As for me, I never had any skin reaction to gluten (such as rash), so I also thought that kneading gluten dough should be OK if I am extra careful about cleaning everything afterwards, washing my hands and so on. However, I tried once to knead gluten dough with my hands (I was trying to make gluten dumplings for my boyfriend after making gluten-free ones for myself) and I am never, ever going to do it again. I'm not sure if it was from touching the dough, or from the flour dust that was in the air, but I got very dizzy and nauseous afterwards.
We rarely make any gluten stuff at home, all cakes are baked from gluten-free flour, and only sometimes we make 2 kinds of pancakes (gluten-free and non-gluten-free), and it is my boyfriend who makes them so I don't have to deal with gluten flour. Still, it happened to me once to mix the flour with eggs and milk for gluten pancakes and it did not make me sick - could it be because I did not touch the stuff with my hands, but used a mixer, and there wasn't so much flour dust in the air?
I'm not sure if it helps but this is just my two cents
I've been gluten-free and lactose free for many years, and I think I am not having (major ) problems following the diet. Still, recently I've been trying to go sugar-free and yeast-free and I am finding this next to impossible. I get such horrible cravings for ANYTHING sweet that I think I am addicted to sugar! Help! Anybody has been through this and survived? Any tips?
The reason I am attempting this suicidal diet change is that I suppose I have candida overgrowth in my intestines. From what I read in the Internet, I have typical symptoms - I am going to see a natural medicine specialist about it, since no other doctor seems able (or willing) to help me with this, so hopefully I will have a doctor's diagnosis in about 2 weeks.
I've been trying and failing to go off sugar a few times this year - one month is my biggest success - but it is so hard to stick to this diet. Firstly, it is another dietary restriction on top of gluten and lactose, and I hate restricting my diet further. Then, the way I learned to manage gluten-free and lactose-free diet is by finding substitutes, trying to treat the restrictions (like, "I can't have milk") more like changes ("I can have soy milk instead"). So, I managed the one month without sugar only because I substituted white sugar and processed sweets with lots of fresh fruit, but now I have read that in the anti-candida elimination diet you have to give up all sweet foods, including sweet fruit and dried fruit, and anything baked with white flour and yeast, and I just don't know how to stick to it. After a day or two without any sugar, my craving for something sweet gets so strong that if I don't find some substitute, I break down and eat some chocolate. Any ideas how to deal with it? I know that craving chocolate might mean lack of magnesium, so I could try taking some magnesium pills, but it still leaves the problem of sugar in general.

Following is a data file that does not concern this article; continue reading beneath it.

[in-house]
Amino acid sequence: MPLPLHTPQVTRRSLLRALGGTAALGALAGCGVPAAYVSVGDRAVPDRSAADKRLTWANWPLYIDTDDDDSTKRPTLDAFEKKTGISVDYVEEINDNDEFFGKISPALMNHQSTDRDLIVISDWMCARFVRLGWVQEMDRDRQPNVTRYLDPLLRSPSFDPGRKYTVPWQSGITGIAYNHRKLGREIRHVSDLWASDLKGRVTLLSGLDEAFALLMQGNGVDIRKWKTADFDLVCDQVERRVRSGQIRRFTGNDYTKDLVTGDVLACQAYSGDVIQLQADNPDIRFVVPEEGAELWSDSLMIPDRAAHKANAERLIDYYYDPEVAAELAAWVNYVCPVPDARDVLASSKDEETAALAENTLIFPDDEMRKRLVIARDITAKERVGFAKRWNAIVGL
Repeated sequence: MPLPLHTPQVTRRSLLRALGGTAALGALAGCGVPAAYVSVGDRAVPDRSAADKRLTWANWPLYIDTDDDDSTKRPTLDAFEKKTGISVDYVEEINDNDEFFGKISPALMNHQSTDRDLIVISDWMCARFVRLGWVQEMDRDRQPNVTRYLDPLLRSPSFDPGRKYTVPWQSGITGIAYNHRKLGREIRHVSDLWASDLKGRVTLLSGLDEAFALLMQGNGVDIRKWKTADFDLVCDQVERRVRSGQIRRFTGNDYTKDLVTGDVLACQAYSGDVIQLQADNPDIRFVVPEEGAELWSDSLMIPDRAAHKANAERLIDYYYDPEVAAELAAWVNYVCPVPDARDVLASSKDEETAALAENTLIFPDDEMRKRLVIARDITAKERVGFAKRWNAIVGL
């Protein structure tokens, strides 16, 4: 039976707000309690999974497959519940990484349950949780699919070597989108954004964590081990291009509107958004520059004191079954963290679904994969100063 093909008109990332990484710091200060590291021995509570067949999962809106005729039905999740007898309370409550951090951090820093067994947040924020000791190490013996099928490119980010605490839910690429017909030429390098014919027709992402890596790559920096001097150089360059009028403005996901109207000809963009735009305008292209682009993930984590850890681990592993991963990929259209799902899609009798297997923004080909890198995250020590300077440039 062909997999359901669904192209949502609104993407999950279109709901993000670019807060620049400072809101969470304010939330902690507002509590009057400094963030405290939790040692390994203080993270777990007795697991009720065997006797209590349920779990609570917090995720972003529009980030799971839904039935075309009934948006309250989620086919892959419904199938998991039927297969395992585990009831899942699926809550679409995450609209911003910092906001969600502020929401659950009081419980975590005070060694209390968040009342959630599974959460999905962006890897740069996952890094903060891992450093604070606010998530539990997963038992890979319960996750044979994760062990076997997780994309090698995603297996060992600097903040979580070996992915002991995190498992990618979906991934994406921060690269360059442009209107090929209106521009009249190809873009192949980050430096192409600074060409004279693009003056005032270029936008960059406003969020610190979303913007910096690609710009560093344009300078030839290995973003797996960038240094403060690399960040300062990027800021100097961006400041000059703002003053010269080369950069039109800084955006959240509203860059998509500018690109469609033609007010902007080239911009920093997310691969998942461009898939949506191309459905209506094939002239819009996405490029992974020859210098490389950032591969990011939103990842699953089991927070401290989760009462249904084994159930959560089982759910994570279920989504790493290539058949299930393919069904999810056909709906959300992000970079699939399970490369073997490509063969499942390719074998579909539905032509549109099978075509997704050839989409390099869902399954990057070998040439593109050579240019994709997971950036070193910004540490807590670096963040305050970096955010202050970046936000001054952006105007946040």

It is really ridiculous when I stop to think about it. I mean, I don't smoke, but now I think I started to understand what some of my friends were going through when they tried to give up smoking. This is just sugar, it should be easier to give up, shouldn't it?
I'd appreciate any input from people who had similar experience.
I'm sorry for the ranting, I think I'm just feeling too sorry for myself today.
It's funny - I looked at the site again to see that about casein, and I am not sure if I saw that page "Unnumbered" last time I checked (well, about a month ago). So either they are doing some updating, or I missed it at first (though I'm pretty sure I haven't seen celiac disease mentioned there before). Well.
Out of curiosity, I googled "casein"+"similar to gluten" and I did get some results of other pages where it is written about similar molecular structure of gluten and casein, too. I haven't heard of that either, which does not automatically mean it might not be true. I don't know everything. Regardless of the molecular structure of casein, I think that the sentence saying that celiac people must avoid casein as a rule is wrong. As for amaranth, Wikipedia (http://en.wikipedia.org/wiki/Amaranth) says it can mean a few different things, among others "a general term for all members of the plant genus Amaranthus " and "a dark red to purple dye once used for colouring food but now banned by the FDA". It does not say that those 2 things are connected, which is good, because I love amaranth As for the other additives, well, there is quite a lot of them, so googling each one might be time consuming .
I've never been good at chemistry - that is why I looked for this kind of page! This is the best one I found so far, compared to other "E" lists which give just the "E" number and its chemical name, which is of course no information for me. I'm not saying that it is the best one that exists or that it does not contain any mistakes for sure. If anybody finds a better one somewhere, I'd love to compare.
I think your attitude (not taking anything for granted just because somebody made a Web site about it) is reasonable. A recent example, which has nothing to do with celiac disease: I googled the word "khamsin" to check when exactly it blows. Some pages told me that khamsin is a strong east wind, some that it is a strong west wind, some said it can blow March to early May, some that it blows late March till mid-April, some said it blows in April. The only thing they certainly agreed on was the fact that it is indeed a type of African wind that carries lots of sand. This just shows how you can find backup for almost any theory you can think of, if you search the Web for long enough
This was the best site about additives that I managed to find. However, they do not specify ingredients that can possibly contain gluten or dairy (this is what I actually looked for). I even wrote to them with a suggestion that if they update the site in the future, they might consider the matter of gluten and dairy intolerance. They wrote me back that their site is based on a research of some scientist who has not published any updates yet, so they cannot update the site, either.
Still, I think that the site is very informative (although it did make me loose appetite for most processed stuff...)